BCIT Seminar Nov 27 with Stefan Storey & James Montgomery SBSP Seminar Nov 28 w/ Sylvia Coleman

A reminder about two seminars next week.


Smart Building Control 2.0: Understanding Occupancy to Find

Reductions in Energy Costs

By Stefan Storey, Ph.D.

Graduate from SBSP (Sustainable Building Science Program), UBC

& James Montgomery, Ph.D. Candidate,

Department of Mechanical Engineering, SBSP Trainee, UBC

Thursday, November 27th from 12-1:30pm

BCIT, NE1-318


James Montgomery and Stefan Storey, co-founders of Sensible Building Science, have

developed a novel methodology to determine actual building occupancy at hourly intervals. This

methodology allows for a comparison of energy use and occupancy to optimize building systems

to only condition spaces that are occupied.

A case study was used to investigate the occupancy-energy relation for key buildings on UBC

campus between Nov. 2013 and June 2014. The results show that building systems generally

condition spaces for significant periods of time when they are unoccupied, even for buildings with

recent BC Hydro Continuous Optimization retrofits. This represents a potential 1-25% savings

when using occupancy to directly control building systems. These savings could potentially

amount to $400,000/yr savings if implemented in all campus buildings.

We also discuss a new ‘Smart Building’ pilot study at UBC where a large library is now being

controlled in real-time by the Sensible Building Science solution, the first institutional building in

Canada to be occupant controlled


Stefan is recent Ph.D. graduate from the Sustainable Building Science Program at

the University of British Columbia. He holds a Master’s degree in Mechanical

Engineering and a Bachelor’s degree in Engineering Physics. Stefan is a specialist

in building science including topics such as building performance evaluation,

occupancy analytics, life cycle costing and environmental analysis. Stefan has

recently co-founded Sensible Building Science, a company specializing in smart

building control, with James Montgomery.


James is a Ph.D. candidate in the Department of Mechanical Engineering at UBC.

He holds a B.A.Sc. in Mechanical Engineering from the University of Waterloo

(2008) and an M.A.Sc. in Mechanical Engineering from The University of British

Columbia (2010). His current research focuses on the impacts of filtration and

ventilation systems on indoor air quality and building energy consumption through

investigating systems at the macro and micro scale. Current projects include the

use of aerosol modelling to determine financial and health implications of filtration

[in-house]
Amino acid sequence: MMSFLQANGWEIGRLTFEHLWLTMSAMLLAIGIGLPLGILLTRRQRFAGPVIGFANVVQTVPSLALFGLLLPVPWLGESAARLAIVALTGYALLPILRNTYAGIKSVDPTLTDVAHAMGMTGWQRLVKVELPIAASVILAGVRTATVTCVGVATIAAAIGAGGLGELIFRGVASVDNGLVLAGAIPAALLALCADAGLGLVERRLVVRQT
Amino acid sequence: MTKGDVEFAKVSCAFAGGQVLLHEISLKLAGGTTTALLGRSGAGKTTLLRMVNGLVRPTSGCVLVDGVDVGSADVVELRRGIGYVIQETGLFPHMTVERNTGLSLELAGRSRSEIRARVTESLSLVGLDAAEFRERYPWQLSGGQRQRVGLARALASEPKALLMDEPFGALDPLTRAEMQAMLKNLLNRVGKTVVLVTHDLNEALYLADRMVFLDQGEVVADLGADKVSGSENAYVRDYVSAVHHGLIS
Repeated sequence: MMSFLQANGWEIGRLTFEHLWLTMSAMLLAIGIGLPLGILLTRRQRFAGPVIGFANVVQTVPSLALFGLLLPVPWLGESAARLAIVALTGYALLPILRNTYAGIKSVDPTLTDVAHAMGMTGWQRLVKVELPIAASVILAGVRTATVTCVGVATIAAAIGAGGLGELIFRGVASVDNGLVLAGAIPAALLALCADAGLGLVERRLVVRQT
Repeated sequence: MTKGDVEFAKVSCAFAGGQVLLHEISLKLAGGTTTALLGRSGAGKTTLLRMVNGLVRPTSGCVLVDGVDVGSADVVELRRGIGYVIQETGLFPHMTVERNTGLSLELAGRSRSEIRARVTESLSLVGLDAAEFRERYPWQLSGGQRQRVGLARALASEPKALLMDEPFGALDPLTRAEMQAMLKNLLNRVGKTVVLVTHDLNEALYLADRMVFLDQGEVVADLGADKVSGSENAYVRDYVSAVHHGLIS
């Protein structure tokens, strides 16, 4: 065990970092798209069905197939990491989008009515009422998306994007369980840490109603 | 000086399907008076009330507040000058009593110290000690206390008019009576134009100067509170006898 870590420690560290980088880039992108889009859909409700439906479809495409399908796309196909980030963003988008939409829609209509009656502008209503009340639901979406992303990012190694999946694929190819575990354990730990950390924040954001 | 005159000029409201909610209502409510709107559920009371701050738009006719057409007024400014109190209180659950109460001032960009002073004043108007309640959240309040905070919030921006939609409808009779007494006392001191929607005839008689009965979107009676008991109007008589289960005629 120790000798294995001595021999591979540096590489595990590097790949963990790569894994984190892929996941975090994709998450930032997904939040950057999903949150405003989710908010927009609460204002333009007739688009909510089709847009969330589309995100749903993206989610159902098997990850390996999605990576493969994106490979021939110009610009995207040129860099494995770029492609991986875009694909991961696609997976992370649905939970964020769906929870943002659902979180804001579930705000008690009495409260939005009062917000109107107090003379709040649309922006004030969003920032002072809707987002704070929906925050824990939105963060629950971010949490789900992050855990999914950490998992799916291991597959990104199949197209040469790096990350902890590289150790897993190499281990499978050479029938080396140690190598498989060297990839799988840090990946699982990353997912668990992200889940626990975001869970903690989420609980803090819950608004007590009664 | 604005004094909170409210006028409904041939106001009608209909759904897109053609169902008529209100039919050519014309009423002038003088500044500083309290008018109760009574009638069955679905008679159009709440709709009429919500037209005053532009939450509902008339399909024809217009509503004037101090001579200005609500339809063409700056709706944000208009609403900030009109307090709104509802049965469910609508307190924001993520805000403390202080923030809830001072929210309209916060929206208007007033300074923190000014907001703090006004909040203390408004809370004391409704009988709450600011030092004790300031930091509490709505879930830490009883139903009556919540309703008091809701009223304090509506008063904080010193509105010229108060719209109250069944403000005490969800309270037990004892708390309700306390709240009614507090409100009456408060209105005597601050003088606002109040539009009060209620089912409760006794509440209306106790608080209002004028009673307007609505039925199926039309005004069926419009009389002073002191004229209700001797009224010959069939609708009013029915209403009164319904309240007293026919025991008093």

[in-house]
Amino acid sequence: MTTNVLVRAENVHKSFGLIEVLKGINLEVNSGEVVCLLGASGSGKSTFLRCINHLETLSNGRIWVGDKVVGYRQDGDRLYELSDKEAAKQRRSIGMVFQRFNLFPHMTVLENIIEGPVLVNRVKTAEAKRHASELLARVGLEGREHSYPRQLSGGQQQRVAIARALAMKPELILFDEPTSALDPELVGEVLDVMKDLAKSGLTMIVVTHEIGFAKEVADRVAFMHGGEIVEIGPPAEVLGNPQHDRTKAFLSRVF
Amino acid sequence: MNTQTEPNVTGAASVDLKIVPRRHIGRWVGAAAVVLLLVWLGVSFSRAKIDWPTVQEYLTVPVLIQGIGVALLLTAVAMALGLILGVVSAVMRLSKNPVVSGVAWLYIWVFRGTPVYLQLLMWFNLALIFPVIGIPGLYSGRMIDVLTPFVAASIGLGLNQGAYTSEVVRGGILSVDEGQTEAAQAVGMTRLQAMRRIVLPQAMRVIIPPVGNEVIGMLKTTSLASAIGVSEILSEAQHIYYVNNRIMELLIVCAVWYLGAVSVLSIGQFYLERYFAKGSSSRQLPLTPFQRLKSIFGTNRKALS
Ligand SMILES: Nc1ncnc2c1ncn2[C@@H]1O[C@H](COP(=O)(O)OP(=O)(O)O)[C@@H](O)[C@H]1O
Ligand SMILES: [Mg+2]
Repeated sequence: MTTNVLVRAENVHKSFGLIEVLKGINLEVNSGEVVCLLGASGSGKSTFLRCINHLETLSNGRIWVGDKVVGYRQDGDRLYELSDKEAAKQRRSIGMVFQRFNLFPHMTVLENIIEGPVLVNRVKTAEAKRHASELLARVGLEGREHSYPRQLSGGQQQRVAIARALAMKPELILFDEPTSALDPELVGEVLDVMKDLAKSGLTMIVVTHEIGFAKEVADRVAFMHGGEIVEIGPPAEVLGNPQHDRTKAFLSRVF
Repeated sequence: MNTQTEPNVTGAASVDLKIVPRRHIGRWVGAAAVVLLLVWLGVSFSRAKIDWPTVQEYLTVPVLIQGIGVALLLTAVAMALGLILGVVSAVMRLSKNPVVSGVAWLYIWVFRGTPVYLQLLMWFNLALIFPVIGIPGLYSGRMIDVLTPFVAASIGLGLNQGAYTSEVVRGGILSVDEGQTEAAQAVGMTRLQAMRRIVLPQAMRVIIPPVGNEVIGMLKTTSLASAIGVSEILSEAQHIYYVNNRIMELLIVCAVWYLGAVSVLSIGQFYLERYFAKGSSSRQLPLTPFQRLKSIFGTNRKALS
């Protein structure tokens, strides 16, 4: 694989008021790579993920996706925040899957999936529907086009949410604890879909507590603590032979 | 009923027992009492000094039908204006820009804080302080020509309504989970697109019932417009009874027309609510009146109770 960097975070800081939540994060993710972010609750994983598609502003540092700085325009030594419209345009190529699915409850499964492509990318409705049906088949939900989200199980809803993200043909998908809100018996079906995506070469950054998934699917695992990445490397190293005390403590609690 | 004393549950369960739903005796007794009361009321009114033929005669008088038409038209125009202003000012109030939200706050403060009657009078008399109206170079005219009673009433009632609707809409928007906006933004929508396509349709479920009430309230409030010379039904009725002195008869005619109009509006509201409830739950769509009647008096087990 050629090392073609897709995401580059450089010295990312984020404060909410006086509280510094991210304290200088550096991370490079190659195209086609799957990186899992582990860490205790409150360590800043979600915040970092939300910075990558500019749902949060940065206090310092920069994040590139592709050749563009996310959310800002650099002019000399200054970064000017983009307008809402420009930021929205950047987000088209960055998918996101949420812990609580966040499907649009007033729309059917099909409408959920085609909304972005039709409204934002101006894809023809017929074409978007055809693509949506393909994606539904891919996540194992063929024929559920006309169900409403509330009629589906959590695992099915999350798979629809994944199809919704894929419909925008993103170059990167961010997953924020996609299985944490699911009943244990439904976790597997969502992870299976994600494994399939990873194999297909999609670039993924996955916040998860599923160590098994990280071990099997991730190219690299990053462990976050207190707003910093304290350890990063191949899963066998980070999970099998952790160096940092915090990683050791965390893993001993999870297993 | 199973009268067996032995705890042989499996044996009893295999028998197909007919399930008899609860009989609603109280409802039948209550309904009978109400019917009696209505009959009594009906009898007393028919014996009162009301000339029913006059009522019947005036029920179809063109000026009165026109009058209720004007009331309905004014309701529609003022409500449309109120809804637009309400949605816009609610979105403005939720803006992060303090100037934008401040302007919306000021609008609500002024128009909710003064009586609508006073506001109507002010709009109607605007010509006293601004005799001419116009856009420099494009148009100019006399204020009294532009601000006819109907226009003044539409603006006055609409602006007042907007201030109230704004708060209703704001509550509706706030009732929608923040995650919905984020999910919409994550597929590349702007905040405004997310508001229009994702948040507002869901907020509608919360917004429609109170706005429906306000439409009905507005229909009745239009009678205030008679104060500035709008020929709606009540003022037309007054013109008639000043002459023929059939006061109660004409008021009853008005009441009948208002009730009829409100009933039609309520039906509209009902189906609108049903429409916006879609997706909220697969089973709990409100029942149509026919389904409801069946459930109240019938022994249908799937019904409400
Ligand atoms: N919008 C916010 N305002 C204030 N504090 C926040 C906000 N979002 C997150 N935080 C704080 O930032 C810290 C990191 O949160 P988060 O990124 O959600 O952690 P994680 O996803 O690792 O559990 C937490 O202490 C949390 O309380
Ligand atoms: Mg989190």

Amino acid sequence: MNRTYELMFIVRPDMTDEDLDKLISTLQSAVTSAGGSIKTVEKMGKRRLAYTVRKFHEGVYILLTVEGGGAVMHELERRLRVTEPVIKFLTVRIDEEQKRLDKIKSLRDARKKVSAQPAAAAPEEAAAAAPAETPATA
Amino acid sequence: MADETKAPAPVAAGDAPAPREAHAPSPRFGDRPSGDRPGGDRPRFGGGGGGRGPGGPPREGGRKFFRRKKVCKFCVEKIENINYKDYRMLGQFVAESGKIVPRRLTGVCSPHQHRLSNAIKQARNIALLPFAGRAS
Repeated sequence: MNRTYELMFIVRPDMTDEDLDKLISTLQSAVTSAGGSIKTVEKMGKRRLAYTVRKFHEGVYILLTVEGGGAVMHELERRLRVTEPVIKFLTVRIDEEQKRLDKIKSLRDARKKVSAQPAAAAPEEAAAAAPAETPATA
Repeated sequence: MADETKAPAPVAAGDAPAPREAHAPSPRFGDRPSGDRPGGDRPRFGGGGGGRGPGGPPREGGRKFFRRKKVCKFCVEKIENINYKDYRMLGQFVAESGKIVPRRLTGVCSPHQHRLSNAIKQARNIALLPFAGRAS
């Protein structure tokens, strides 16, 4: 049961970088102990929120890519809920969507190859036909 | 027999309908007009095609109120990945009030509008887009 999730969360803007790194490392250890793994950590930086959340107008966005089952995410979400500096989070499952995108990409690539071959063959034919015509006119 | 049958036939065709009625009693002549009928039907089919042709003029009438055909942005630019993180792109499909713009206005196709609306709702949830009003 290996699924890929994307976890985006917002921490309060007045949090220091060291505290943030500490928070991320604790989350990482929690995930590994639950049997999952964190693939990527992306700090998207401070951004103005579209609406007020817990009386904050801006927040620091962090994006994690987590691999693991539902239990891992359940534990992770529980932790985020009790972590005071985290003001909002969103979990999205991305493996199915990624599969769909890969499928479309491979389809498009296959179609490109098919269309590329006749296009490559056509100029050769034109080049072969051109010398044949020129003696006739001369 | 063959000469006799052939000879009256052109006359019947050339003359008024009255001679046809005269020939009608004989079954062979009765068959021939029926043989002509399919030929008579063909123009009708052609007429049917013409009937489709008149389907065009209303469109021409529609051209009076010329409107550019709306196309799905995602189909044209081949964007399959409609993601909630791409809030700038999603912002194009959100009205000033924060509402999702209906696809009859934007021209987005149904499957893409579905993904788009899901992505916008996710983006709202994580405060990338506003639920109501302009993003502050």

systems in urban environments around the world and a micro scale study of the impact of relative

humidity on filter performance.




The Development of Net-Positive Social Factors at CIRS:

From Pre- to Post-Occupancy Evaluation

By Sylvia Coleman, PhD Candidate, Institute for Resources, Environment and Sustainability

(IRES), Sustainable Building Science Program (SBSP) Trainee, UBC

Friday, Nov 28th, 2014, 1-2pm in BC Hydro Theater, CIRS Building, 2260 West Mall



We know that green and regenerative buildings are designed to perform to certain environmental and

energy standards, but how do they affect the inhabitants inside? Can well-being, health and productivity

be enhanced by a building environment like the Centre for Interactive Research on Sustainability (CIRS)?

Relying on Julia Reckermann’s Pre-Occupancy Evaluation data, provided by inhabitant participants prior

to their move into CIRS and used as a baseline, Sylvia attempted to assess change in several social

factors, by employing a Post-Occupancy Evaluation (POE) survey after the move. The results from the

POE, and from the statistical comparison of pre- and post-occupancy evaluation surveys will be

presented, and feedback invited. The presentation will touch on self-reported well-being, health and

productivity, satisfaction with workspace and building features, engagement with the building’s controls

and communities, expectations, and simple behavior change.


Sylvia Coleman is a doctoral candidate at the University of British Columbia’s Institute for Resources,

Environment and Sustainability (IRES), under the supervision of Dr. John Robinson (IRES) and Dr. Ray

Cole (SALA).

She thinks that “environmental problems” are outcomes of human practices employed to achieve goals of

comfort and convenience, constrained and supported by a context of speed, systemic offerings, and

social norms. Sylvia was previously a sustainability researcher for Busby Perkins + Will, the architectural

firm that designed CIRS. She was also a co-founding partner of Recollective, a green building consulting

firm in Vancouver. In previous lives, Sylvia studied Analytical Biochem and Anthropology. For her Masters

in Advanced Studies in Architecture, she assessed the LEED rating system for socio-cultural values, and

capability for social transformation, and conducted a post-occupancy evaluation of the first LEED Gold

building in Canada (the VITP). In her spare time she dreams of taking the weekend off.